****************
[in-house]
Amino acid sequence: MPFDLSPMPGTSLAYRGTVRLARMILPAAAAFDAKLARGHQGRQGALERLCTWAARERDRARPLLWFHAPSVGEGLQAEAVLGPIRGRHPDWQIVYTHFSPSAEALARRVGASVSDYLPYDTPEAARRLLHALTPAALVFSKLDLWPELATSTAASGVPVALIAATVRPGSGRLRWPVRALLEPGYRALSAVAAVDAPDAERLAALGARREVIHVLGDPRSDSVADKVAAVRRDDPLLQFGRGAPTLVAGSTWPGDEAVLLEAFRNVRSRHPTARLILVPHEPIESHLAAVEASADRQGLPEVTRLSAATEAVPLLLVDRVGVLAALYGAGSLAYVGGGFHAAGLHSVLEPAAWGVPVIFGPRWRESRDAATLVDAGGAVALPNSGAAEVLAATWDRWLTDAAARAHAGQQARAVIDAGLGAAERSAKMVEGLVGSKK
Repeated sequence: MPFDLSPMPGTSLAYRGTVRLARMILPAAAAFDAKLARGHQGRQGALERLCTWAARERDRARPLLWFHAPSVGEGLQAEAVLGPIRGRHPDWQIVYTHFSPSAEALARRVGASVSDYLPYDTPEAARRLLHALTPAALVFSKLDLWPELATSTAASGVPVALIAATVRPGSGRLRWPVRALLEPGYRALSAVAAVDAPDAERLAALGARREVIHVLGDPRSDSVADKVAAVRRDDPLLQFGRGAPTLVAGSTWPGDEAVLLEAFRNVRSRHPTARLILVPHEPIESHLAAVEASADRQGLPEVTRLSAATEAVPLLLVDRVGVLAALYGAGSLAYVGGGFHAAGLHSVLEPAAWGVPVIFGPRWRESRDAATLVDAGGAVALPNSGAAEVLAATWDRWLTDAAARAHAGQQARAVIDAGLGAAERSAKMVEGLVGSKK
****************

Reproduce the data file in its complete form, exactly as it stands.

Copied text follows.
[in-house]
Amino acid sequence: MPFDLSPMPGTSLAYRGTVRLARMILPAAAAFDAKLARGHQGRQGALERLCTWAARERDRARPLLWFHAPSVGEGLQAEAVLGPIRGRHPDWQIVYTHFSPSAEALARRVGASVSDYLPYDTPEAARRLLHALTPAALVFSKLDLWPELATSTAASGVPVALIAATVRPGSGRLRWPVRALLEPGYRALSAVAAVDAPDAERLAALGARREVIHVLGDPRSDSVADKVAAVRRDDPLLQFGRGAPTLVAGSTWPGDEAVLLEAFRNVRSRHPTARLILVPHEPIESHLAAVEASADRQGLPEVTRLSAATEAVPLLLVDRVGVLAALYGAGSLAYVGGGFHAAGLHSVLEPAAWGVPVIFGPRWRESRDAATLVDAGGAVALPNSGAAEVLAATWDRWLTDAAARAHAGQQARAVIDAGLGAAERSAKMVEGLVGSKK
Repeated sequence: MPFDLSPMPGTSLAYRGTVRLARMILPAAAAFDAKLARGHQGRQGALERLCTWAARERDRARPLLWFHAPSVGEGLQAEAVLGPIRGRHPDWQIVYTHFSPSAEALARRVGASVSDYLPYDTPEAARRLLHALTPAALVFSKLDLWPELATSTAASGVPVALIAATVRPGSGRLRWPVRALLEPGYRALSAVAAVDAPDAERLAALGARREVIHVLGDPRSDSVADKVAAVRRDDPLLQFGRGAPTLVAGSTWPGDEAVLLEAFRNVRSRHPTARLILVPHEPIESHLAAVEASADRQGLPEVTRLSAATEAVPLLLVDRVGVLAALYGAGSLAYVGGGFHAAGLHSVLEPAAWGVPVIFGPRWRESRDAATLVDAGGAVALPNSGAAEVLAATWDRWLTDAAARAHAGQQARAVIDAGLGAAERSAKMVEGLVGSKK